The most frequently asked question of my week has been: “Is The Campaign funny?”
Answer: Yes. Very.
And that’s when the conversation usually shifts to how gross and hot it is outside. There’s no follow-up question like, “Is it relevant satire?” And only other film critics ask questions containing critic-words like “incisive” or “facile,” so that’s not even on the table.
Yes, it’s funny. And it’s also laser surgery where all molecular strands of hot-button difference between the two major political parties are neatly pre-removed, partially for your viewing comfort, partially as camouflage. For the record, Will Ferrell plays the Democratic candidate and Zach Galifianakis the Republican. But it doesn’t really matter. Because Kelsey Grammar, Scott Baio and Patricia Heaton notwithstanding, Hollywood is overwhelmingly liberal and great at two major political moves: ruining Los Angeles traffic every time President Obama comes to my city to fund-raise at George Clooney’s house, and knowing how to tweak a product into apolitical, mass-market friendliness. The less you commit publicly, the more likeable you are to people who aren’t paying much attention.
What makes that a neat little trick in this instance is that it’s also the point of the movie. Every genuinely serious issue woven into the script is one that most reasonable people could agree on, provided they aren’t billionaires with a stake in global power -- razor-wire-covered footballs like campaign finance, corporate ownership of politicians or the shipping of jobs to other countries. And every time one of those issues is floated before the film’s dueling candidates, they crush it under the wheels of monster truck know-nothingness and fixate on sex tapes and other birth certificate-level controversies instead. So it’s smarter than it presents. Think Dumb and Dumber hijacking Bob Roberts.
In the past, Ferrell has worn smarminess and bloated ego as his comic go-to traits, making sawdust out of George W. Bush’s presidency in the process, and Galifianakis has machete-hacked his own path through the culture as a next-generation version of Andy Kaufman-style disorientation. You get healthy doses of both here, as the two lock horns in an election struggle for outcomes even they don’t understand.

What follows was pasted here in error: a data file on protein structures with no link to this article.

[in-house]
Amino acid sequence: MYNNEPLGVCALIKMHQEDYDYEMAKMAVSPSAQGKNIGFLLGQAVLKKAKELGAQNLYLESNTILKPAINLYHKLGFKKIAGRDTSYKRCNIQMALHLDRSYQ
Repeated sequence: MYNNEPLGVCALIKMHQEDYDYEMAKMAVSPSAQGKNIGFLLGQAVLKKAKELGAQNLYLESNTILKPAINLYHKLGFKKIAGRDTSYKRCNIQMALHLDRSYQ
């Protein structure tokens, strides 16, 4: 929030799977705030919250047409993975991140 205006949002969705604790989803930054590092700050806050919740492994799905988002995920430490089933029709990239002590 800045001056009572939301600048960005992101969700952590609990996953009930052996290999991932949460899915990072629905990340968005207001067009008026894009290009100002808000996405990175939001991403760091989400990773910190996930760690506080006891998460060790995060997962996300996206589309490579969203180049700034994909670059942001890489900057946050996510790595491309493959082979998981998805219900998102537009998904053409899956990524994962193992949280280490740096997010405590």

Ferrell’s incumbent is what you expect from him: cynical, drunk, entitled and horny, running to win for winning’s sake. Galifianakis, a sweetly innocent hometown booster, has no real opinions but finds himself installed as a Republican toy. Meanwhile, his handlers – two Koch-inspired industrialist brothers (Dan Aykroyd and John Lithgow) with nothing but profits on their mind – have no idea to what kind of otherworldly square peg they’ve hitched their wagon.
Audiences, too. In spite of his Hangover-fueled mega-star status, you can still feel ticket-buyers trying to get a good grasp on Galifianakis’s center of gravity. He’s studied the most uncomfortable aspects of highly specific sorts of American men, the kind who grew up in private obsessive worlds of their own making and never picked up any social cues on public behavior. This time around it’s a variation on a type he’s played before, a naïve, effeminate heterosexual in sweater vests and pleated jeans who is, as his father (Brian Cox) points out, “…like Richard Simmons crapped out a Hobbit.”
As a package deal, it strikes a reasonable balance of pointed and absurd. It could be spikier. A lot spikier. And meaner, like HBO’s caustic Veep. But wide release films usually tiptoe through that garden. Too much money at stake. So when it refuses to refuse the corner it paints itself into, the “be nice and eventually your enemies will bow down before you” lie that movies like to sell, you can just blame Hollywood. And politics. Both.